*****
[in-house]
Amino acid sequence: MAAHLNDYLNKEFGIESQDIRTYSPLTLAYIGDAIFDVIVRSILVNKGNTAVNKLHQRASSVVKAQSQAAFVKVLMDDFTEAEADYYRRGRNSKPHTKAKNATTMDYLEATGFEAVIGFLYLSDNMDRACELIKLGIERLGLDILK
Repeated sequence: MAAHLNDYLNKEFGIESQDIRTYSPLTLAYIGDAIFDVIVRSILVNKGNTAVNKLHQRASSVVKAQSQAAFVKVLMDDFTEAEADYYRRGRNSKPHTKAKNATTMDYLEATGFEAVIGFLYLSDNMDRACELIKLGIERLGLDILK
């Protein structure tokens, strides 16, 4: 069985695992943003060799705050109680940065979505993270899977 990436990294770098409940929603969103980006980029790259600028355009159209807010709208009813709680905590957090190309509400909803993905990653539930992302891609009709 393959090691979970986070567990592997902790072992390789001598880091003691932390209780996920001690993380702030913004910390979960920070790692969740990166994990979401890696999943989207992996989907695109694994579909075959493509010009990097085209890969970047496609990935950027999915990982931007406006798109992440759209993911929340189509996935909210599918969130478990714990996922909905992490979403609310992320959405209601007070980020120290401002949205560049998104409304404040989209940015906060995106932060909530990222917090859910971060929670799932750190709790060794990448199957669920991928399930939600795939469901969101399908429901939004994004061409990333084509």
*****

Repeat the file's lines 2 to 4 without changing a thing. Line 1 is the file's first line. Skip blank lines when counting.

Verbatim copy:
Amino acid sequence: MAAHLNDYLNKEFGIESQDIRTYSPLTLAYIGDAIFDVIVRSILVNKGNTAVNKLHQRASSVVKAQSQAAFVKVLMDDFTEAEADYYRRGRNSKPHTKAKNATTMDYLEATGFEAVIGFLYLSDNMDRACELIKLGIERLGLDILK
Repeated sequence: MAAHLNDYLNKEFGIESQDIRTYSPLTLAYIGDAIFDVIVRSILVNKGNTAVNKLHQRASSVVKAQSQAAFVKVLMDDFTEAEADYYRRGRNSKPHTKAKNATTMDYLEATGFEAVIGFLYLSDNMDRACELIKLGIERLGLDILK
């Protein structure tokens, strides 16, 4: 069985695992943003060799705050109680940065979505993270899977 990436990294770098409940929603969103980006980029790259600028355009159209807010709208009813709680905590957090190309509400909803993905990653539930992302891609009709 393959090691979970986070567990592997902790072992390789001598880091003691932390209780996920001690993380702030913004910390979960920070790692969740990166994990979401890696999943989207992996989907695109694994579909075959493509010009990097085209890969970047496609990935950027999915990982931007406006798109992440759209993911929340189509996935909210599918969130478990714990996922909905992490979403609310992320959405209601007070980020120290401002949205560049998104409304404040989209940015906060995106932060909530990222917090859910971060929670799932750190709790060794990448199957669920991928399930939600795939469901969101399908429901939004994004061409990333084509």